About the music
01. Toccata and Fugue in D minor
Two 6581 chips.
The toccata is perhaps the most well-known work in the entire organ
repertoire. Like many toccatas, it is probably a transcribed improvisation. It
has been postulated that this was a test tune that Bach would play when trying
out new organs. That would explain its crude character and the various hops
between heavy chords and rapid melodic parts.
The fugue is written for four
voices, and the subject resembles a passage in the toccata.
02. Ich ruf' zu dir, Herr Jesu Christ
One 6581 chip.
This is a chorale prelude from Orgelbüchlein. The chorale itself is a
very simple melody, so the praxis is to embellish it with trills and other
ornaments. Thus, my interpretation will be different from other recordings you
may have heard.
This piece of music was featured in Tarkovsky's film Solaris.
03. Contrapunctus 1 from Die Kunst der Fuge
Two 8580 chips.
Die Kunst der Fuge is a terribly clever suite of fourteen fugues and four
canons, of increasing complexity, all based on the same theme. This is the
first piece in the suite, so it is a comparatively simple four-part fugue.
04. Allein Gott in der Höh' sei Ehr'
Two 6581 chips.
Bach has based at least ten different works on this melody (BWV numbers 662,
663, 664, 675, 676, 677, 711, 715, 716, 717), presumably quite varying in style
and harmonic content. This version is a chorale prelude.
05. Passacaglia and Fugue in C minor
Two 8580 chips.
The grand finale!
A passacaglia is based on a short melody which is repeated throughout the
piece, mostly in the bass, sometimes with variations. In classical music, this
type of prolonged repetition of a single theme is called an ostinato. In
contemporary music, it's not called anything at all, because it is implied.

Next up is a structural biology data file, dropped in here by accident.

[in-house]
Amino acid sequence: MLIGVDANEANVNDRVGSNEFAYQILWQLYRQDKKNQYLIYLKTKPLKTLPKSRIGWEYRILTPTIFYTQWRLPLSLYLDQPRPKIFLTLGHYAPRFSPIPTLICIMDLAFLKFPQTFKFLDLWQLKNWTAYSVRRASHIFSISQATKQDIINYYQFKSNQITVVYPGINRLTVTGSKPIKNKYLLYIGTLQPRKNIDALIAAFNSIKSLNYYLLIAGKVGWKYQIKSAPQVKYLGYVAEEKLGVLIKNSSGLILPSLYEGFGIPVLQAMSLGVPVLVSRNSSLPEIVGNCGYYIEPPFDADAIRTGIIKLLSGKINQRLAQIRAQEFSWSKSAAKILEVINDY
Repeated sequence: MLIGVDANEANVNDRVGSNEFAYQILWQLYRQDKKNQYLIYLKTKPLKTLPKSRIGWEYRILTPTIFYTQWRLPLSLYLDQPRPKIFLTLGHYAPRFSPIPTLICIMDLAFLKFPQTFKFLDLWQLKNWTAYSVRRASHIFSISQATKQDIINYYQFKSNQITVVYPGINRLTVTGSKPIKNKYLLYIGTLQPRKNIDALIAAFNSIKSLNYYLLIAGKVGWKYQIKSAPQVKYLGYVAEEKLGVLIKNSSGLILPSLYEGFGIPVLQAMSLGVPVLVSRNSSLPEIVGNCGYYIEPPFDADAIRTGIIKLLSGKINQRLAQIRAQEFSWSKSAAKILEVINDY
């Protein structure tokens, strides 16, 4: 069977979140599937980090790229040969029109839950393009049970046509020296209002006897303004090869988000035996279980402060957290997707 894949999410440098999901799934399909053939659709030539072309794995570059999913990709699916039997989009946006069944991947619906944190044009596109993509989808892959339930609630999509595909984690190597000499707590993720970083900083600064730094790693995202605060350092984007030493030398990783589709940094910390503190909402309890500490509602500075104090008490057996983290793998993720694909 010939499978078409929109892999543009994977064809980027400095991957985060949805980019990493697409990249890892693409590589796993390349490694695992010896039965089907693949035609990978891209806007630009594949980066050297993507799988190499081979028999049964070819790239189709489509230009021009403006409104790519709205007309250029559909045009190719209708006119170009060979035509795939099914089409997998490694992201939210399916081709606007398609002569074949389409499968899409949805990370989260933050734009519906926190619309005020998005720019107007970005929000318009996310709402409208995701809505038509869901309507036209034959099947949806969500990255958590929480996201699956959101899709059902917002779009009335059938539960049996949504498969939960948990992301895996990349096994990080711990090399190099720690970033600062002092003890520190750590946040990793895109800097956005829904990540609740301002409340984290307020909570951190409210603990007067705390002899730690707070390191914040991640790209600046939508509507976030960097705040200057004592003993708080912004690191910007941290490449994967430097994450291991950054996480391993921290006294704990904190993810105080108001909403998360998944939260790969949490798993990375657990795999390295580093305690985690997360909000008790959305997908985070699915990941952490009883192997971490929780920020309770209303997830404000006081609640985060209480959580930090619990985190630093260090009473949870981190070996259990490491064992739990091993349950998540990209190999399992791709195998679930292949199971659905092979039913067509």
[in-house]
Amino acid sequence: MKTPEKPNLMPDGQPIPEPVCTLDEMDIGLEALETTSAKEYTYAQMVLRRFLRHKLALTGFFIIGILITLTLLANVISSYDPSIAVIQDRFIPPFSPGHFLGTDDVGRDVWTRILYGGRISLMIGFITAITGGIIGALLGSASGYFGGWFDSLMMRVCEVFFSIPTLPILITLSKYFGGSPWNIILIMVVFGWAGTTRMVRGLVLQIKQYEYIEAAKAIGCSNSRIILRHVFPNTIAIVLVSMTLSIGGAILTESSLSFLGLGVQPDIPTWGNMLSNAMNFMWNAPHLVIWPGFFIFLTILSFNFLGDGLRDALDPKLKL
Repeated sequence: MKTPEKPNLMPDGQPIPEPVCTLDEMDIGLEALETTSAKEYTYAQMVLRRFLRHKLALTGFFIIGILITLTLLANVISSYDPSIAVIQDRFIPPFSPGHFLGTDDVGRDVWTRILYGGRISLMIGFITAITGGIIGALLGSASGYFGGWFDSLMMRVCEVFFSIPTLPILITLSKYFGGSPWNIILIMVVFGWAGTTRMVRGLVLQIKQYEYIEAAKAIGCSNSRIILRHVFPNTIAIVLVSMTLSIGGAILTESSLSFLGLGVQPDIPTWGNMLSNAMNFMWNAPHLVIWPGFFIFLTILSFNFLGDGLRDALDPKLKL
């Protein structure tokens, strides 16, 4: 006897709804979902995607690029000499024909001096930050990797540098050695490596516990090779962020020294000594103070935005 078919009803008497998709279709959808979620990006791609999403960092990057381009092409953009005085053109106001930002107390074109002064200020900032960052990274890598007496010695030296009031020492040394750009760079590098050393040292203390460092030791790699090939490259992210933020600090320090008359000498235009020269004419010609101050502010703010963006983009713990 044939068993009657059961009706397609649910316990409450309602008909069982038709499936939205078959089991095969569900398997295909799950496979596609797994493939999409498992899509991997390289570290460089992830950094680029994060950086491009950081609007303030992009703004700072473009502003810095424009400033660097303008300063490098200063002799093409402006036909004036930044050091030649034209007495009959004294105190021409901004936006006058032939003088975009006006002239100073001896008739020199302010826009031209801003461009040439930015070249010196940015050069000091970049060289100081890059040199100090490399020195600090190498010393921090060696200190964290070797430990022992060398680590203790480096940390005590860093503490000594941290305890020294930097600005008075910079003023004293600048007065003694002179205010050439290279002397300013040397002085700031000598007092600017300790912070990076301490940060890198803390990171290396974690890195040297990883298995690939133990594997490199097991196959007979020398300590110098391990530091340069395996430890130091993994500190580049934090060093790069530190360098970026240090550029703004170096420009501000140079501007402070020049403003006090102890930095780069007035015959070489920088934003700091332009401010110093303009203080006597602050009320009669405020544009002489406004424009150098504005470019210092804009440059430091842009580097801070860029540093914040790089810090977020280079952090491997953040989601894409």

The fugue is quite advanced. The subject is the first half of the ostinato
from the passacaglia. Everytime the subject sounds, two counter-subjects can
also be heard (except in the very beginning of the fugue), while the fourth
voice joins the others in free counterpoint. These four roles — playing
the subject, playing the first counter-subject, playing the second
counter-subject and playing free counterpoint — can be distributed among
the four voices in 24 different permutations. This happens eleven times
throughout the fugue, and Bach picks a different permutation every time
according to a mathematical formula. Can you find it?
About the technology
It struck me that, at least in theory, organ pipes should generate quite
primitive sound waves. If so, how come a church organ doesn't sound like a
chip tune, which is also built up from simple waveforms? Well, actually
it will, if you remove the church. And if you connect a
Commodore 64 home computer to a loudspeaker in a large hall, it will
sound like an organ.
So the music on this album is not performed on a pipe organ. Instead, what
you hear is the sound of one or two SID
chips (controlled by a Commodore 64), enhanced by a convolution reverb to
simulate church acoustics.
There is already an abundance of SID tunes based on sheet music, in
particular by J. S. Bach. The problem is that all those SID tunes are
terrible. Apparently, people have merely typed in the notes from the sheet
music. This leads to quantized timing (where e.g. every quarter note lasts
exactly 500 milliseconds, always), and while quantized timing may be
perfectly fine for modern genres, it simply won't do for classical
The goal is not to play the right notes in the right
order; that's the starting point. Then you have to adjust the timing of every
single note, listening and re-listening, making sure that it doesn't sound
mechanical. You have to add movement, energy, and emphasis (which, on an organ,
has to be implemented by varying the duration of the notes, and the pauses
between them, because there's no dynamic response). You need fermatas and
ornaments. You have to realize that some jumps cannot be performed unless the
organist lifts his hand, and so on, and so forth.
This album is an attempt to demonstrate that classical music can indeed be
performed by a computer. But the amount of work that goes into programming the
computer will never be less than the work that a traditional performer would
put into studying the same piece of music.
In general, I've opted for fixed-width pulse waves for the manual voices,
and a pulse hard-synced with a triangle wave one octave below for the pedal
voice. Some waveforms are run through a combined low-pass and band-pass filter
with moderate resonance. In Allein Gott and Ich ruf zu dir, I use a
narrow pulse wave for the cantus firmi and unfiltered triangle waves for the